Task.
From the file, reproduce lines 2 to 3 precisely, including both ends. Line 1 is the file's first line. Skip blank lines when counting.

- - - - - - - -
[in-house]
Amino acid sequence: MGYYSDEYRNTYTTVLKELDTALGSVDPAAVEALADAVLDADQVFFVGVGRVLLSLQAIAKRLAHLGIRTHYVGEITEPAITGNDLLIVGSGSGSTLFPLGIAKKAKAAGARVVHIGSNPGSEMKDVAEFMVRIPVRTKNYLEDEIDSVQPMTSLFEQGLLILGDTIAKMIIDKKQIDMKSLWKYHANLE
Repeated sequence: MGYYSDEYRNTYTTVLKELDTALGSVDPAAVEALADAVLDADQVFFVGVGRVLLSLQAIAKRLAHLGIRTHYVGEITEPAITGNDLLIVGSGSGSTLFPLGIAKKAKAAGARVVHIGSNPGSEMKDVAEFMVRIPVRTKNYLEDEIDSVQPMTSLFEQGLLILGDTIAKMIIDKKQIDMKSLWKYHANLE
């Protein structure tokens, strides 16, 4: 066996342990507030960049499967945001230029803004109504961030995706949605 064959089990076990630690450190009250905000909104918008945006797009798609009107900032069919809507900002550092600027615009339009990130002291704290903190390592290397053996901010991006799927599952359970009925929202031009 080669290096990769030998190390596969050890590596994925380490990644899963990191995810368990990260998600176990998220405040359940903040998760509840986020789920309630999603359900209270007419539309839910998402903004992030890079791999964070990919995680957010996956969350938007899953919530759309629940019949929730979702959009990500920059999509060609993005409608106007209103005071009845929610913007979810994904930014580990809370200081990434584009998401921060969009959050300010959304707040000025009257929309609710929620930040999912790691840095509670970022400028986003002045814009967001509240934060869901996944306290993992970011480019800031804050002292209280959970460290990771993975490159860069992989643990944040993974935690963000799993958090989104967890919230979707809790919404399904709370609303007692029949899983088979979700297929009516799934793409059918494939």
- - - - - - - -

Amino acid sequence: MGYYSDEYRNTYTTVLKELDTALGSVDPAAVEALADAVLDADQVFFVGVGRVLLSLQAIAKRLAHLGIRTHYVGEITEPAITGNDLLIVGSGSGSTLFPLGIAKKAKAAGARVVHIGSNPGSEMKDVAEFMVRIPVRTKNYLEDEIDSVQPMTSLFEQGLLILGDTIAKMIIDKKQIDMKSLWKYHANLE
Repeated sequence: MGYYSDEYRNTYTTVLKELDTALGSVDPAAVEALADAVLDADQVFFVGVGRVLLSLQAIAKRLAHLGIRTHYVGEITEPAITGNDLLIVGSGSGSTLFPLGIAKKAKAAGARVVHIGSNPGSEMKDVAEFMVRIPVRTKNYLEDEIDSVQPMTSLFEQGLLILGDTIAKMIIDKKQIDMKSLWKYHANLE